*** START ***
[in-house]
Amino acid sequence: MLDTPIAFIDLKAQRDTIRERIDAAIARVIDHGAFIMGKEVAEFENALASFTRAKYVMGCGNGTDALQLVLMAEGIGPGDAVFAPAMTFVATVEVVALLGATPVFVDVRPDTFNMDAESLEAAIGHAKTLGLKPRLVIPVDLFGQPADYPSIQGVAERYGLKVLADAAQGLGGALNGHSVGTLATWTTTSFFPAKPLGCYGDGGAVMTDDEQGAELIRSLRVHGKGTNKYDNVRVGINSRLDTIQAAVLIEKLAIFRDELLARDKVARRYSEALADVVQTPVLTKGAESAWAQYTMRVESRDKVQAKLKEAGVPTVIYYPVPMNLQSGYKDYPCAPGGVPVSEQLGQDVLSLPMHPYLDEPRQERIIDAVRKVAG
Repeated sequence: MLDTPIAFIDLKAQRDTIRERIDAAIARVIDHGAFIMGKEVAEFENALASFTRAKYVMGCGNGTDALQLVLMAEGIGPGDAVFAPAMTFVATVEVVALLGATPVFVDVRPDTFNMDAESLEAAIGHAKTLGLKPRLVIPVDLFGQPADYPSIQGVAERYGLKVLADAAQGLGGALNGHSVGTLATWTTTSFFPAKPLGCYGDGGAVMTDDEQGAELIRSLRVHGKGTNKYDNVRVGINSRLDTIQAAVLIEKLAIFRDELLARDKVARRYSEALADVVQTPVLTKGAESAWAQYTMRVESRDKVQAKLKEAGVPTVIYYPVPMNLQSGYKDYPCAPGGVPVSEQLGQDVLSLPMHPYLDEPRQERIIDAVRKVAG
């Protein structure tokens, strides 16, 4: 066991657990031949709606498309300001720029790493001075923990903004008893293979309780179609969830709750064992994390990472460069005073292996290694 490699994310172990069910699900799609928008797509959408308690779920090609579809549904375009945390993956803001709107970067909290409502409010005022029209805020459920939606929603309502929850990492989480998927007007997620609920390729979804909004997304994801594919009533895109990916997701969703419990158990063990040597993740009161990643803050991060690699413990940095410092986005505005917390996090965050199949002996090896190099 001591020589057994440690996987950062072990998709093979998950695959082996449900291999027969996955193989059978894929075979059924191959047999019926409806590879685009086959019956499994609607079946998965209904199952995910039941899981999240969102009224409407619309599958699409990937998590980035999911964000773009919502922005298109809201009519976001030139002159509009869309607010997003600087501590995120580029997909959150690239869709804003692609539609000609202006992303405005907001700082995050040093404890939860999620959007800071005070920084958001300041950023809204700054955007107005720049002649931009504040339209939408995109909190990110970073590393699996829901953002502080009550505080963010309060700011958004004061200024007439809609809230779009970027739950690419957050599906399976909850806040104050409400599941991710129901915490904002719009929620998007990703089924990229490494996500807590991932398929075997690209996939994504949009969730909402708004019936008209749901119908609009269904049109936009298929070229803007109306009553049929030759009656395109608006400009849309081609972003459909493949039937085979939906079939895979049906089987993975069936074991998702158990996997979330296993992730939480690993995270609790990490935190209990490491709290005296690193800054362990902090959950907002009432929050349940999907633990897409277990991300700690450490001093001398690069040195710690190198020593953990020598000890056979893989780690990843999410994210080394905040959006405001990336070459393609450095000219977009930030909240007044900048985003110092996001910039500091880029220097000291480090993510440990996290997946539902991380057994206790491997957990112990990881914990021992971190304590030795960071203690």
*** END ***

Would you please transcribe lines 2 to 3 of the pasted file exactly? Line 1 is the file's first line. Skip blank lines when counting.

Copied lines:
Amino acid sequence: MLDTPIAFIDLKAQRDTIRERIDAAIARVIDHGAFIMGKEVAEFENALASFTRAKYVMGCGNGTDALQLVLMAEGIGPGDAVFAPAMTFVATVEVVALLGATPVFVDVRPDTFNMDAESLEAAIGHAKTLGLKPRLVIPVDLFGQPADYPSIQGVAERYGLKVLADAAQGLGGALNGHSVGTLATWTTTSFFPAKPLGCYGDGGAVMTDDEQGAELIRSLRVHGKGTNKYDNVRVGINSRLDTIQAAVLIEKLAIFRDELLARDKVARRYSEALADVVQTPVLTKGAESAWAQYTMRVESRDKVQAKLKEAGVPTVIYYPVPMNLQSGYKDYPCAPGGVPVSEQLGQDVLSLPMHPYLDEPRQERIIDAVRKVAG
Repeated sequence: MLDTPIAFIDLKAQRDTIRERIDAAIARVIDHGAFIMGKEVAEFENALASFTRAKYVMGCGNGTDALQLVLMAEGIGPGDAVFAPAMTFVATVEVVALLGATPVFVDVRPDTFNMDAESLEAAIGHAKTLGLKPRLVIPVDLFGQPADYPSIQGVAERYGLKVLADAAQGLGGALNGHSVGTLATWTTTSFFPAKPLGCYGDGGAVMTDDEQGAELIRSLRVHGKGTNKYDNVRVGINSRLDTIQAAVLIEKLAIFRDELLARDKVARRYSEALADVVQTPVLTKGAESAWAQYTMRVESRDKVQAKLKEAGVPTVIYYPVPMNLQSGYKDYPCAPGGVPVSEQLGQDVLSLPMHPYLDEPRQERIIDAVRKVAG